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"My profession television reporter. I second most successful in all Kazakhstan,” Borat explains. "I also have work in past as gypsy catcher, ice make, and in computer maintenance – I would paint the outsides and remove dead birds from their pipes.” From those humble beginnings, Borat rose up the ranks of Kazakh broadcasting – until he got his big shot at fame. "1 years ago, Kazakh Ministry of Information send me to US and A to make reportings that would help Kazakhstan,” Borat recounts. "We want to be like you. America have most beautiful womens in world – for example Liza Minnelli and Elizabeth Taylor. It also center for democracy and porno. I like! I so excite to do my movie!”

Filmmaker Jay Roach, who in addition to the "Austin Powers” films also helmed the mega-hits "Meet the Parents” and "Meet the Fockers,” was fascinated by Baron Cohen's work as Borat, and saw the potential for a movie starring the character. "I think what Sacha does in this film is revolutionary,” says Roach.. "He's created a totally believable, hilarious, fish-out-of-water character. Then Sacha takes Borat into often dangerous predicaments with real people who have to believe Borat is authentic the entire time – or else Sacha could face serious consequences. That's fantastic suspense! "Sacha takes risks like no performer I'm aware of,” Roach continues. "He's a true comedic high-wire act. On top of that, whatever these real people do in the scene not only drives the scene, but changes the direction of the story. And it's all insanely funny, even though he only gets one take for every performance. He does all that, and then also spoofs and holds a mirror up to racism, anti-Semitism, misogyny, jingoism and hypocrisy. With no exaggeration, I believe what Sacha accomplishes with this character sets an entirely new standard for filmed performances.”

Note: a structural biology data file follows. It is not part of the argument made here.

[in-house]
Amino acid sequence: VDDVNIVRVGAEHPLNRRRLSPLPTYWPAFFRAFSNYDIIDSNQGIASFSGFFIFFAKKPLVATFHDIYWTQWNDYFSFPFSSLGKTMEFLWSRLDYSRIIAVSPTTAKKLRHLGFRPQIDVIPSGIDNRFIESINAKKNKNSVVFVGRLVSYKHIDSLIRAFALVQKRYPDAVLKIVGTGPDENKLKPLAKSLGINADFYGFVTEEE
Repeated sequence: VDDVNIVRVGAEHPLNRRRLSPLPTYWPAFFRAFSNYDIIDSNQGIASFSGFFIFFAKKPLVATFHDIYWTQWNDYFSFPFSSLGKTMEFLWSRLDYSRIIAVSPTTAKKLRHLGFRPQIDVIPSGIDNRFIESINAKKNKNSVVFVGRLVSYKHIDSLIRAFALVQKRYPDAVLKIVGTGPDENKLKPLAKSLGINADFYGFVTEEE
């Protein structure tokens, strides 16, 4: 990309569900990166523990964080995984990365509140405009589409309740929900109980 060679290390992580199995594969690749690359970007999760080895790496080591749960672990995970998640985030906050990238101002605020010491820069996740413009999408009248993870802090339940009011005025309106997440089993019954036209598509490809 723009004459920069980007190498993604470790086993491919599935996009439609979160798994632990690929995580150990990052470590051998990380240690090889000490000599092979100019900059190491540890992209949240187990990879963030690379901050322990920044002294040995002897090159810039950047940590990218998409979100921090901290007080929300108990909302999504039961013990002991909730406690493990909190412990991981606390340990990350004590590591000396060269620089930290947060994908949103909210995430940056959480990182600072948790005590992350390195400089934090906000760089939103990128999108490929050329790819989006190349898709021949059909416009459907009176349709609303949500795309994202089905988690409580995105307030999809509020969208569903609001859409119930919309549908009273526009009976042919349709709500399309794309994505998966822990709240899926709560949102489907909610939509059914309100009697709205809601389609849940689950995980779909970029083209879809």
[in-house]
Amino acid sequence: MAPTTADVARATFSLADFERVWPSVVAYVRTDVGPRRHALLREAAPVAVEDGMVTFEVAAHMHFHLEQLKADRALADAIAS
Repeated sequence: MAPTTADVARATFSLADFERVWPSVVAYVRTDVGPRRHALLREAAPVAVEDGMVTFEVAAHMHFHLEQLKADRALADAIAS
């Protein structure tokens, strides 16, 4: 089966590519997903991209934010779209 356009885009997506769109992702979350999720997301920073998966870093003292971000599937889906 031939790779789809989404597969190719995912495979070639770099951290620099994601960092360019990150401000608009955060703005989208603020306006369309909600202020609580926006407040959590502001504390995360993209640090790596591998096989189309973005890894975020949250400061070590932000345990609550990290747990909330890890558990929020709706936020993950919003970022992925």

It is this combination of explosive humor, rawness and satire that led Roach to believe that a Borat film could be very special – and very different from traditional Hollywood comedies. "We saw an opportunity to do a film that was bold, subversive and fresh,” explains Roach. "We wanted to transplant the reality format of ["Da Ali G”] TV show, which has Sacha in character, interacting with real people. Then, we created a story that supports a feature film.”

Peter Baynham, Anthony Hines and Dan Mazer were drafted to write an outline for the film. There was no script. The movie is an experiment – a new form of filmmaking for an age in which reality and entertainment have become increasingly intertwined. Real events with real people push the film's fictional story, and when scenes played out in unexpected ways, Baron Cohen and his colleagues had to rewrite the outline.

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